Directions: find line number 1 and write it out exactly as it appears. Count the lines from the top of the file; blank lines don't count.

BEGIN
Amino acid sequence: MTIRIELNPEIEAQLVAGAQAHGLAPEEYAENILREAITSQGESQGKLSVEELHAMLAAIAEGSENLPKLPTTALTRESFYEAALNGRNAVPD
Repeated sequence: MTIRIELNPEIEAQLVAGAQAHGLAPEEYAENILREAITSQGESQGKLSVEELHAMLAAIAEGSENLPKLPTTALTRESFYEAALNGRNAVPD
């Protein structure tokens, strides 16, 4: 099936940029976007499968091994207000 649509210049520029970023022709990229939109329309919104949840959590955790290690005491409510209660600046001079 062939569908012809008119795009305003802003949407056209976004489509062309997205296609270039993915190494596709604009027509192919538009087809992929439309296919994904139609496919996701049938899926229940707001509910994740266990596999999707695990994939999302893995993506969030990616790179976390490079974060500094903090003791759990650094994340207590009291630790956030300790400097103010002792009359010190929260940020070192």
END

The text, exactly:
Amino acid sequence: MTIRIELNPEIEAQLVAGAQAHGLAPEEYAENILREAITSQGESQGKLSVEELHAMLAAIAEGSENLPKLPTTALTRESFYEAALNGRNAVPD